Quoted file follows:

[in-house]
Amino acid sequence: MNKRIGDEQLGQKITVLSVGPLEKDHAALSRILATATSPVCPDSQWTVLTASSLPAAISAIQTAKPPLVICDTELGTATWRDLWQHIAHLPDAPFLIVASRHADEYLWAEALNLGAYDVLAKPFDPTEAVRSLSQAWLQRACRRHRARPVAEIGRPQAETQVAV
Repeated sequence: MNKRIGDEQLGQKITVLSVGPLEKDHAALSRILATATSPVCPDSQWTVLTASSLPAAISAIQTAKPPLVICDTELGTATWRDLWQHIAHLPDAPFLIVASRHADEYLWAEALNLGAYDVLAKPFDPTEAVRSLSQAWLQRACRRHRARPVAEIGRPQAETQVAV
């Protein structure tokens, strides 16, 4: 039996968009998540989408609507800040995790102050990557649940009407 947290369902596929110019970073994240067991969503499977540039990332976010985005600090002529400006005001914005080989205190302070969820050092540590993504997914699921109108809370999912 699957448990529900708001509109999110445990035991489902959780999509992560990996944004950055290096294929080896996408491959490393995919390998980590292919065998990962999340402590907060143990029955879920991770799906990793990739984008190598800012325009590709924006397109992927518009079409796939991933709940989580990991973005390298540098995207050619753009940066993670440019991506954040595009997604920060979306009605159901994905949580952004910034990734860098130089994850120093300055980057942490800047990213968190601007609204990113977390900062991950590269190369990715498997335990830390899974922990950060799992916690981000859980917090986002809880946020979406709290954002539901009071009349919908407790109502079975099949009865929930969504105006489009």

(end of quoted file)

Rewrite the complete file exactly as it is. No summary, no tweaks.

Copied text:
[in-house]
Amino acid sequence: MNKRIGDEQLGQKITVLSVGPLEKDHAALSRILATATSPVCPDSQWTVLTASSLPAAISAIQTAKPPLVICDTELGTATWRDLWQHIAHLPDAPFLIVASRHADEYLWAEALNLGAYDVLAKPFDPTEAVRSLSQAWLQRACRRHRARPVAEIGRPQAETQVAV
Repeated sequence: MNKRIGDEQLGQKITVLSVGPLEKDHAALSRILATATSPVCPDSQWTVLTASSLPAAISAIQTAKPPLVICDTELGTATWRDLWQHIAHLPDAPFLIVASRHADEYLWAEALNLGAYDVLAKPFDPTEAVRSLSQAWLQRACRRHRARPVAEIGRPQAETQVAV
């Protein structure tokens, strides 16, 4: 039996968009998540989408609507800040995790102050990557649940009407 947290369902596929110019970073994240067991969503499977540039990332976010985005600090002529400006005001914005080989205190302070969820050092540590993504997914699921109108809370999912 699957448990529900708001509109999110445990035991489902959780999509992560990996944004950055290096294929080896996408491959490393995919390998980590292919065998990962999340402590907060143990029955879920991770799906990793990739984008190598800012325009590709924006397109992927518009079409796939991933709940989580990991973005390298540098995207050619753009940066993670440019991506954040595009997604920060979306009605159901994905949580952004910034990734860098130089994850120093300055980057942490800047990213968190601007609204990113977390900062991950590269190369990715498997335990830390899974922990950060799992916690981000859980917090986002809880946020979406709290954002539901009071009349919908407790109502079975099949009865929930969504105006489009």